KANSAS CITY — Paging Bess Truman.
Mamie Hughes has a message.
Hughes, former head of the Black Economic Union of Greater Kansas City, recently learned that she would receive the highest award given by the Daughters of the American Revolution.
The area DAR chapter that nominated her for the Medal of Honor is the one that made Truman an honorary member. The connection, Hughes said, recalls an awkward moment from more than 60 years ago when Truman denounced racial prejudice in a statement related to the DAR's 1939 refusal to allow contralto Marian Anderson to sing in Washington's Constitution Hall.
Hughes considers her Medal of Honor in context of this historical continuum.
"What this award says is what Bess Truman was calling the world's attention to has now been attended to," she said. "If Bess Truman were here, she would be celebrating with us."
The idea for Hughes' award began last year when members of the Independence Pioneers chapter attended the DAR's annual Continental Congress — or national convention — at Constitution Hall. At that gathering, longtime civil rights activist Dorothy Height received a Medal of Honor. Among those in attendance was Geraldine Crouch, an Independence Pioneers chapter member.
"I said, 'I know somebody who should get that award,'" Crouch recalled.
Crouch had known Hughes from the mid-1960s, and she convinced her fellow chapter members to begin the lengthy nomination process. The honor recognizes recipients for their leadership, trustworthiness, patriotism and service.
Hughes had that covered.
Among those who wrote letters vouching for her were civic leader Adele Hall; Pete Levi, former head of the Greater Kansas City Chamber of Commerce; and Gayle Krigel, Midwest Center for Holocaust Education board member.
They mentioned Hughes' service on the Jackson County legislature; her time asregional director of ACTION, a federal volunteer service agency; and her work as Kansas City's ombudsman for those affected by construction of the Bruce R. Watkins Drive. Today a bridge over Watkins Drive bears Hughes' name.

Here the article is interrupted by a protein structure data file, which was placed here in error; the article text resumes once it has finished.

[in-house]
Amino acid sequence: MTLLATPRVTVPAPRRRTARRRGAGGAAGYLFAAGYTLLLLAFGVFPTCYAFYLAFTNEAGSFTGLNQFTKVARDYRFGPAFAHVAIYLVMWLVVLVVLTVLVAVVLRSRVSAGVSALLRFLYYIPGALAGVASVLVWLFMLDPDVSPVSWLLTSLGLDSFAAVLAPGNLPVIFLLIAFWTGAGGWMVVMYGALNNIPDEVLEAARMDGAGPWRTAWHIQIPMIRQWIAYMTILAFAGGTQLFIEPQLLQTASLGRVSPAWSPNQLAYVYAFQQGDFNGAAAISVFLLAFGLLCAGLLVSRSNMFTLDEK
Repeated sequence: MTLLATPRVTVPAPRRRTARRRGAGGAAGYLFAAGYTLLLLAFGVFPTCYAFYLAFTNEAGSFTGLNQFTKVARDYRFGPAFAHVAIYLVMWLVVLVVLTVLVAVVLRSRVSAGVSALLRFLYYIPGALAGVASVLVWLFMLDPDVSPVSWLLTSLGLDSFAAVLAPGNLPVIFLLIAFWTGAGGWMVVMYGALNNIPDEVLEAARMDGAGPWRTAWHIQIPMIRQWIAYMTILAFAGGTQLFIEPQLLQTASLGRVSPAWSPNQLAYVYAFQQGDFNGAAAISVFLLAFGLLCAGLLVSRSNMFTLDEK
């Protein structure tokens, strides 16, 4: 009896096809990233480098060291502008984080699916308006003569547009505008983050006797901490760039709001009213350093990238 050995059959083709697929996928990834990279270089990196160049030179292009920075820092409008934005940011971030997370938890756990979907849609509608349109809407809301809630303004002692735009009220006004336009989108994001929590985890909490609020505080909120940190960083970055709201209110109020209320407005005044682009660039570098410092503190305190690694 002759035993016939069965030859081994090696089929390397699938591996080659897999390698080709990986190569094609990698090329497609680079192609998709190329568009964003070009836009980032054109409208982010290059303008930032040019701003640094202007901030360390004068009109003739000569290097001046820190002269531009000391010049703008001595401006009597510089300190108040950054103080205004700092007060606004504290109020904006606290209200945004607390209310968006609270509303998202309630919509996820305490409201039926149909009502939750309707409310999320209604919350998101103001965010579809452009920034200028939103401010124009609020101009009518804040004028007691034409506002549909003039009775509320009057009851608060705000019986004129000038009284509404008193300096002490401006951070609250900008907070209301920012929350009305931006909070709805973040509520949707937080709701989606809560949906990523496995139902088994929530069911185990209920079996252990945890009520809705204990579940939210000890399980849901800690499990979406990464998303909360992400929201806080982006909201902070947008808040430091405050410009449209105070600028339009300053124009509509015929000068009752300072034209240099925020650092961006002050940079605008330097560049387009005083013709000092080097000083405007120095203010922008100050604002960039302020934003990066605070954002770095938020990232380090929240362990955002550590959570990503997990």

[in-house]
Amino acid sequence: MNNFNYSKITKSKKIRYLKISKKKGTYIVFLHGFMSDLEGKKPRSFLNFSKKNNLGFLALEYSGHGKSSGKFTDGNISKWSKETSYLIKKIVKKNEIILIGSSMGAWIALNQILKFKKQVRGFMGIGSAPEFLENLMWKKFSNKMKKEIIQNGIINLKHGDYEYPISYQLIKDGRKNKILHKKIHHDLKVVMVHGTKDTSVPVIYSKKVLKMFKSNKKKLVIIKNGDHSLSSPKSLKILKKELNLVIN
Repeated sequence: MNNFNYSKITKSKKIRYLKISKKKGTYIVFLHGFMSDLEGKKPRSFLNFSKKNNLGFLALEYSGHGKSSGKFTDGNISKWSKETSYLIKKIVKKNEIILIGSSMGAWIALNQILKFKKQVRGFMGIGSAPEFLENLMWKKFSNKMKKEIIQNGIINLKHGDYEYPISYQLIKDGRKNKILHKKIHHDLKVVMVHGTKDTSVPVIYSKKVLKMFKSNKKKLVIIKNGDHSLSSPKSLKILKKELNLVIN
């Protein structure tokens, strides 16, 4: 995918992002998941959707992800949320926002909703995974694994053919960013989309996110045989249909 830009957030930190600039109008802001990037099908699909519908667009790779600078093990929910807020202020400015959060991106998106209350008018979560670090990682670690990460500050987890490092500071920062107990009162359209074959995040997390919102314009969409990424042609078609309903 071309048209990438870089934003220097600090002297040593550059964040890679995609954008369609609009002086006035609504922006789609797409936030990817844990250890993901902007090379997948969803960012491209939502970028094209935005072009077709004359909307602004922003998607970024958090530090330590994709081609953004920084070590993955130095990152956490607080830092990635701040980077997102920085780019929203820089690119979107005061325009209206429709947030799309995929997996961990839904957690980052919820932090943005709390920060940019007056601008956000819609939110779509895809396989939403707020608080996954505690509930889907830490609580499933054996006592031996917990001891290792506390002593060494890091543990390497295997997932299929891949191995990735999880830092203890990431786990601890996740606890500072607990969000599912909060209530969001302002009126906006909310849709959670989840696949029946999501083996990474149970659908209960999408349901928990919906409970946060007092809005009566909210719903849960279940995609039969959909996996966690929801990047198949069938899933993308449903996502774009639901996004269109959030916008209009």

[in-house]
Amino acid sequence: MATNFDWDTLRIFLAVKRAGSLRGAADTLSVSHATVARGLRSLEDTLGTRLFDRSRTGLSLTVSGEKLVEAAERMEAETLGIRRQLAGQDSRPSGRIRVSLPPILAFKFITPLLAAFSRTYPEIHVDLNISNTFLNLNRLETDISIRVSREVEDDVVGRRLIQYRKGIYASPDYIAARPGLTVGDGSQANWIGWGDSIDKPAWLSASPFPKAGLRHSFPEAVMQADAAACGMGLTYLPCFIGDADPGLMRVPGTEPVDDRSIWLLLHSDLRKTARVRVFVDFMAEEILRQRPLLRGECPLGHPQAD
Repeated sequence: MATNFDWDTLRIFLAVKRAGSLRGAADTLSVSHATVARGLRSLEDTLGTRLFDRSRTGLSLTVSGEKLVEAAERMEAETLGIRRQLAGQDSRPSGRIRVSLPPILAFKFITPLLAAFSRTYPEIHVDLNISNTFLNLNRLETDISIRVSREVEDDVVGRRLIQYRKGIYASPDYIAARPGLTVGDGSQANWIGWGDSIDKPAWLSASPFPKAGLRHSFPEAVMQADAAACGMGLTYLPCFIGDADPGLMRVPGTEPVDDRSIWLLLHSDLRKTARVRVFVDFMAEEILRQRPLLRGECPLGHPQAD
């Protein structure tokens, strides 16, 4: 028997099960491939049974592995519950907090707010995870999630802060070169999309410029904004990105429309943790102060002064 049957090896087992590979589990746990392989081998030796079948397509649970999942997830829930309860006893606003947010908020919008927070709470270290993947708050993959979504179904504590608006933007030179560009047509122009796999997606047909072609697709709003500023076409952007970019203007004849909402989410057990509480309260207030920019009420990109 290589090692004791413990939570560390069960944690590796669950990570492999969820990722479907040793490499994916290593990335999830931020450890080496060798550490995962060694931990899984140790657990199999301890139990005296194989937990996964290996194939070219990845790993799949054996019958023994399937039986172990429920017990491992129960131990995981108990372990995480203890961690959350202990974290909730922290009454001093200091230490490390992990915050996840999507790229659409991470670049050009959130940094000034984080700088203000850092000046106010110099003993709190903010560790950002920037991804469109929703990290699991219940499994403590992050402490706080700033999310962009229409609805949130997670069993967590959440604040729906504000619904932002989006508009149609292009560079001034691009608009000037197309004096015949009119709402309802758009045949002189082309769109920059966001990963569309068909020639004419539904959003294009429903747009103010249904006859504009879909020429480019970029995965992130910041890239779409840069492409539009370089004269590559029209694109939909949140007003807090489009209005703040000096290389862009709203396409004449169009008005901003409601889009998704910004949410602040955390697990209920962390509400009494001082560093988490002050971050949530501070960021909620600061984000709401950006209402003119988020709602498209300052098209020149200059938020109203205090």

But DAR Medal of Honor recipients also must have made an "unusual and lasting contribution to American heritage."
Chapter members believed Hughes fit that bill as well, given her time as head of the Black Economic Union and her role in the preservation of the 18th and Vine District, a historic area in Kansas City.
"That is where Mamie Hughes is unique," said Linda Hardin Sehrt, regent of the Independence Pioneers chapter. "She had the vision to preserve the 18th and Vine District."
Hughes was quick to note that the redeveloped district was the result of work done by a long list of individuals, of which she was just one.
"It wasn't as if this one person waved her hand and everything was saved," she said.
The nominating process took several months. Sehrt said Hughes was only the third candidate — and the first African-American — whom the chapter had successfully nominated for the Medal of Honor in its 95-year history.
Hughes received the award at the Drumm Farm Clubhouse in Independence one day after she turned 81.
Hughes said she would accept the award mindful of its historical context.
Eleanor Roosevelt resigned from the DAR over the 1939 Marian Anderson episode.
In 1945, Bess Truman accepted an invitation to a DAR tea, disappointing Adam Clayton Powell, an African-American congressman from New York who said she should decline the invitation. Truman, in turn, issued her statement in which she said she deplored "any action which denied artistic talent an opportunity to express itself because of prejudice against race or origin."
The statement put Truman on record regarding civil rights largely before her husband established his civil rights credentials as president. In 1947, he became the first chief executive to address the NAACP. A year later, he issued an executive order initiating the integration of the armed forces.
Yet Bess Truman refused to resign from the DAR, displaying her "stubborn streak," as her daughter, Margaret Truman Daniel, once wrote.
Today the national DAR said it regrets the 1939 incident and in recent years has celebrated the memory of Anderson, who died in 1993.
It's humbling, Hughes said, that the organization now has decided to accord her the same honor it did to Height, who died last week at age 98.
"I'm in some pretty good company," Hughes said.
"Let us look at this world as we want it to be," she added. "Go back to Bess and Eleanor, both of whom would be happy and saying, 'Congratulations, Mamie' and 'Congratulations to the Independence chapter for making America what we want it to be.'"